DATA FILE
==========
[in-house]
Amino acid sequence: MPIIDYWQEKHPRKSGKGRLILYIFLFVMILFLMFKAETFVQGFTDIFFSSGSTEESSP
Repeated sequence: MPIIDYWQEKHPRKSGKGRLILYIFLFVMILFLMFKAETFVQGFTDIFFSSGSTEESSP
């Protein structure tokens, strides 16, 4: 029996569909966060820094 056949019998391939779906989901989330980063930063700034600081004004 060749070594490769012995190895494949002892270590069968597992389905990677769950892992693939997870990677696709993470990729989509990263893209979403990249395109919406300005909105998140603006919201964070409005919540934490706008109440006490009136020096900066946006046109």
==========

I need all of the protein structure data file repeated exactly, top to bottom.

[in-house]
Amino acid sequence: MPIIDYWQEKHPRKSGKGRLILYIFLFVMILFLMFKAETFVQGFTDIFFSSGSTEESSP
Repeated sequence: MPIIDYWQEKHPRKSGKGRLILYIFLFVMILFLMFKAETFVQGFTDIFFSSGSTEESSP
């Protein structure tokens, strides 16, 4: 029996569909966060820094 056949019998391939779906989901989330980063930063700034600081004004 060749070594490769012995190895494949002892270590069968597992389905990677769950892992693939997870990677696709993470990729989509990263893209979403990249395109919406300005909105998140603006919201964070409005919540934490706008109440006490009136020096900066946006046109």